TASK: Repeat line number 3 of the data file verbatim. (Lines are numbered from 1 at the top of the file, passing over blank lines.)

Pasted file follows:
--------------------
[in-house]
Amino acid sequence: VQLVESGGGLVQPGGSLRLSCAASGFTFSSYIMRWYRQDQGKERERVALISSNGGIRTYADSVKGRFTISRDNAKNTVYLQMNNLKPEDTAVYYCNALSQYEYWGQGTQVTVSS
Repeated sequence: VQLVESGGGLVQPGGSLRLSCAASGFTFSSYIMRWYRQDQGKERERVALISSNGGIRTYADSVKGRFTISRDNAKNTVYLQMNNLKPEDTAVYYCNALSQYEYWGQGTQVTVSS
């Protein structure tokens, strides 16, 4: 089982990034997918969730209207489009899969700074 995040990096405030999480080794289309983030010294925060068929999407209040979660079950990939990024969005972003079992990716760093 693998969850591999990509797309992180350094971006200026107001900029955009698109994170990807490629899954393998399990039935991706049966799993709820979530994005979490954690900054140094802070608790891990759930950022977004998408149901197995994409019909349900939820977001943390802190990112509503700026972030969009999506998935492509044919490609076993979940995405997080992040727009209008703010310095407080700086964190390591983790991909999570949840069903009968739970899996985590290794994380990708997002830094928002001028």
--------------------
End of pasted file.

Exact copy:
Repeated sequence: VQLVESGGGLVQPGGSLRLSCAASGFTFSSYIMRWYRQDQGKERERVALISSNGGIRTYADSVKGRFTISRDNAKNTVYLQMNNLKPEDTAVYYCNALSQYEYWGQGTQVTVSS